A Light and Loverly My Fair Lady at the Lyric Opera

A must-hear production

From the moment the curtain opens to reveal the columns of the impeccable white set and the lively colors of the crowd leaving the opera house, you know that the Lyric Opera’s version of My Fair Lady is putting its focus on what’s important – the characters. They are brimming with life and action in a set that perfectly frames them and keeps them front and center at all times from the first line to the last.
The pale backgrounds continue in each iteration of the set throughout the production, including Higgins’ study and the Embassy ballroom, bringing the characters to life as if they’re leaping off a blank page. It’s very cleverly done.

Lisa O’Hare’s Eliza Doolittle is both downtrodden and spirited. Richard E. Grant is the most sparkling, effusive, and cheerful Henry Higgins you can imagine, but it works. Grant’s performance makes Higgins seem more carried away by his enthusiasms and a bit less mean-spirited than he can sometimes appear. This just adds to the Lyric’s production’s lighthearted and happy presentation.

And when the brilliant Cockney chorus of Hoss Brock, Nikolas Wenzel, Peter Morgan and Joe Shadday comes in, you realize that the Opera is not going to disappoint you in the singing department, either. The voices are absolutely up to its usual standard, though this is musical theatre and not opera. In fact, every chorus number points out again and again how complex and interesting My Fair Lady’s score is, with its intertwining harmonies and each voicing apparent while the singers blend perfectly.

Lisa O’Hare makes a very strong Eliza. Her voice is flexible and emotive in both low and high register and her acting of Eliza’s struggles vs. the English language are charming and her own. Her performance is not a rehash of the film or soundtrack versions. She does occasionally remind one of Audrey Hepburn in the film version, but that is largely due to O’Hare’s gracefulness. It’s a matter of movement and elegant stillness in the more ladylike scenes that recalls Hepburn’s dignity in the role, but there’s nothing wrong with that. It only adds to Eliza’s transformation from guttersnipe to lady.
Richard E. Grant is the sunniest Higgins ever and makes it easy to overlook the character’s darker aspects. He keeps to the talk-singing tradition of the role but occasionally betrays a note here and there that makes you wonder what his singing voice is really like. His hurt and dejection at Eliza’s defection in the end is bigger than it is usually played, but it is in keeping with the rest of the performance so makes sense here.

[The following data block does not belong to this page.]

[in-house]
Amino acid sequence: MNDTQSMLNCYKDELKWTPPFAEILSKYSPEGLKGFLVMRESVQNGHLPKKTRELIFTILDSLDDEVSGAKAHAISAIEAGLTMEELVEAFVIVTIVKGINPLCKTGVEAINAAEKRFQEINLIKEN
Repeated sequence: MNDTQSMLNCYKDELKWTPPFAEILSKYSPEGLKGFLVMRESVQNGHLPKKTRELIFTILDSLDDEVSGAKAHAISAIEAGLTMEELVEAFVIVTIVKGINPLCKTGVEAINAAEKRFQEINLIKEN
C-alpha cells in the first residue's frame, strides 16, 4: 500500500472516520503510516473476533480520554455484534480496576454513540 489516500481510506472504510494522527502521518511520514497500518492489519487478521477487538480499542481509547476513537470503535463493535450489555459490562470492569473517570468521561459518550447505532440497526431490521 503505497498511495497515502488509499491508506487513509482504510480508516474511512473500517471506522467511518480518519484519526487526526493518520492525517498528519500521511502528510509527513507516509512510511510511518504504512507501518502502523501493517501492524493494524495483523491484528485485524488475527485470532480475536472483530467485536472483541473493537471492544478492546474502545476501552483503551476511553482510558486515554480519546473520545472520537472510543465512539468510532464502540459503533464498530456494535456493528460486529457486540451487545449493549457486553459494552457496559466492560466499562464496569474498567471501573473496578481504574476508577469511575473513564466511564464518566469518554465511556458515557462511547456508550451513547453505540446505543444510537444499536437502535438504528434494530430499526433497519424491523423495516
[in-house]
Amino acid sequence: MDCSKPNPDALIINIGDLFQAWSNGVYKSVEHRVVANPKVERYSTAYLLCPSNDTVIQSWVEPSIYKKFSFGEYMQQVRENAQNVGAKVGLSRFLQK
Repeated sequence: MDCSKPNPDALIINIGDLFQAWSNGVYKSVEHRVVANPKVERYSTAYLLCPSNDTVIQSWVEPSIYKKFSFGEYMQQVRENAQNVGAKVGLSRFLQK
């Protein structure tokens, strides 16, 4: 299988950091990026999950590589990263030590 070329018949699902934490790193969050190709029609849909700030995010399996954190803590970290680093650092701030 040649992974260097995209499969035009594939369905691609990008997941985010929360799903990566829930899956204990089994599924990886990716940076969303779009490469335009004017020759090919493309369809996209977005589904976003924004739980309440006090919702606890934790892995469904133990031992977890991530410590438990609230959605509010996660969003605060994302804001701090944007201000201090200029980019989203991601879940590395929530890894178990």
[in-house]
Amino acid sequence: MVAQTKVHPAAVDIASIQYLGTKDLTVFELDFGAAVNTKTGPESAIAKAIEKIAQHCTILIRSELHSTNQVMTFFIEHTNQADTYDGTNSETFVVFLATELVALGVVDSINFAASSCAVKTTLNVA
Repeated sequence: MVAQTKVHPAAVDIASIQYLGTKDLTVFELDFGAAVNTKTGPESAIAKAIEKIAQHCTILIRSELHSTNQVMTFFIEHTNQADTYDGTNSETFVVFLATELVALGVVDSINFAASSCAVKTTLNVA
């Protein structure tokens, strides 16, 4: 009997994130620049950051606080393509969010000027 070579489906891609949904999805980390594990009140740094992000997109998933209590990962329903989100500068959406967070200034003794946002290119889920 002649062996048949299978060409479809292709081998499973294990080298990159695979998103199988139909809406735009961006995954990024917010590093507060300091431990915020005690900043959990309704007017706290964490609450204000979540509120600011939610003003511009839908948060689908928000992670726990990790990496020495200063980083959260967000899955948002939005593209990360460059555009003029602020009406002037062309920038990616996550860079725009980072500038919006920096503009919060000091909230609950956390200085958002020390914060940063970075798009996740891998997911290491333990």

Nicholas Le Prevost is a solid and dependable Colonel Pickering, making an excellent contrast to Higgins’ manic energy. Cindy Gold is possibly the best Mrs. Pearce ever, with amazing deadpan comedy chops and moments where she gets carried away with the action. Helen Carey as Mrs. Higgins is just the right measure of exasperated affection when dealing with her son and feminist solidarity in helping Eliza.

Donald Maxwell as Alfred Doolittle does an outstanding job with a part that can sometimes be simply ridiculous or outrageously sexist. He’s fun. And his sidekicks Jamie, played by James Romney, and Harry, played by Jackson Evans, lead the Cockney chorus with glee in all the major numbers. You really never want to see them leave the stage, as delightful as everything else is.
And in a standout performance with perhaps the best singing of any Freddy Eynsford-Hill in history is Bryce Pinkham. It almost makes you think that Eliza is actually going to run off with him, if only to hear him sing some more. You find yourself sad that he only has the one song, as fabulous as it is, when in many productions you just want the milksoppy Freddy out of the way.

Shaw’s Pygmalion and the usual versions of My Fair Lady set the story firmly in the Downton Abbey era prior to the First World War complete with its glorious gowns. The Lyric’s production advances it 15 years to the end of the 1930s. This is possibly the single most hideous era of 20th Century women’s fashion – the Great Depression not lending itself to beauty – and it can be seen in Eliza’s ugly shoes and heavy brown stockings in several scenes. The costume designers do an amazing job with period correctness and the costumes are superb, but they are just of the time and in the cases of the lower class characters, they’re drab in the colors of the era.

While the clothing for Ascot and the Embassy Ball do not disappoint, it seems somewhat mystifying to make this choice, and is the only fault that might be found in this production. If you go expecting to find the usual gorgeous gowns, you’ll have to satisfy yourself with a different style of gorgeous gowns in only a few of the scenes.

It is a splendid production despite that.  The excellence of the singing can not be overstated.  So it is a must-see for any lover of Broadway. Tickets are available at the Lyric Box office and the production runs through May 21.

Photographs by Todd Rosenberg and AndrewCioffi.

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About Suzanne Magnuson 68 Articles
Professional writer with 20 plus years of experience. M.A., M.B.A. Travel Editor and Social Media Manager for Splash Magazines Worldwide. Senior Editor. Member of Advertising Team.

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